(17:01) – Tech transfer is something that has been done in universities for many years. And that the dynamic of tech transfer has really changed for decades. And that dynamic is, you are a researcher, inside of a university system, creating knowledge, that knowledge belongs to the university. And then the university is trying to find on the outside ways of commercializing that research.
(18:29) – People who are creating the knowledge are the best vehicles for commercializing that knowledge. We trust that you’re the one that can make this into a billion dollar company. And what you need is for us to help you succeed, to give you the training that you need, to give you the tools that you need, to give you the resources, to give you the connections, to give you the environment that you need.
(21:11) – We have a couple of our postdocs that immediately switched their companies to say, we can develop better financing strategies for what needs to be done with COVID. We have some other ones that are saying we definitely need to work a lot on finding a test for immune response to COVID. So now we have all of these people working on the health tech side.
(23:15) – We’re enabling communication in a different way, but we’re also enabling leadership in a different way. We have people working on the future of work this way. We have people that are really building interesting tools for the gig economy.
(25:01) – There’s very few segments of the population that are actually doing artificial intelligence. There’s some that are, for the most part, who we’re trying to teach our companies. And most of them are either doing some type of some interesting application of machine learning. Perhaps it could be some interesting signal processing or hubs or data mining in a particular way, or using tools like natural language processing and computer vision.
(27:15) – We’re still in a very primitive way on how we see machines and interact with them. We have just scratched the surface of how it is that we can improve our interaction with robots.
(30:43) – We have many tools right now. These technologies, these tools, and just are great opportunities to use all of that toolset for a very big problem.
(33:07) – We have people that were product managers and they definitely don’t want to be product managers anymore. They want to be entrepreneurs. They want to be CEOs, so this is just a segment of people. We have some that have been product managers and they want to continue to be product managers, but they want to raise their skill level. Now you can be an entrepreneur, you can be a product manager, you can be a CTO, you can be other things. And this really what we want, to open up possibilities for a career.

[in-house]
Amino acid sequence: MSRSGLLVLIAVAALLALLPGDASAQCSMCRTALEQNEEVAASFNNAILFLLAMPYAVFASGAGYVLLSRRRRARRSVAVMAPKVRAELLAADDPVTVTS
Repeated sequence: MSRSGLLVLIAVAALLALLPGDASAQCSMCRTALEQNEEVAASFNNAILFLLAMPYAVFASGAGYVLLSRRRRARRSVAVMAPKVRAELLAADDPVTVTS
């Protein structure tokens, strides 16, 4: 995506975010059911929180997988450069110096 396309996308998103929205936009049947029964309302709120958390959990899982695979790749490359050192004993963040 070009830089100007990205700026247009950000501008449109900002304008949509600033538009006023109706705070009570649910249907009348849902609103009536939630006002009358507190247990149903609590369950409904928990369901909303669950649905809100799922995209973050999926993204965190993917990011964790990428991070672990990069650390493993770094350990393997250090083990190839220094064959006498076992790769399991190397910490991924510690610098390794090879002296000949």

(36:23) – Studio is really, the most innovative part of Cornell Tech. The core idea is that you can practice entrepreneurship while you are in academia, but practicing the real way, meaning that you could be driven to entrepreneurship and you can have that experience of being an entrepreneur at the same time that you are in academia.
(39:15) – There are a lot of tools out there that you could use. Figma, Trello, Slack. There’s a lot of inducing communication. WhatsApp actually is huge in a lot of parts of the world for communicating with businesses too. So for sure use the tool that makes more sense for the community that you’re trying to get to.
(42:25) – We have amazingly smart people oriented towards the common good that are putting a lot of effort into finding solutions. So that is some positive news. We don’t want to downplay how complicated the situation is. It is an opportunity for all of us to to create things that are important for society, things that are good for society. And we are shifting a lot of resources to solve this problem.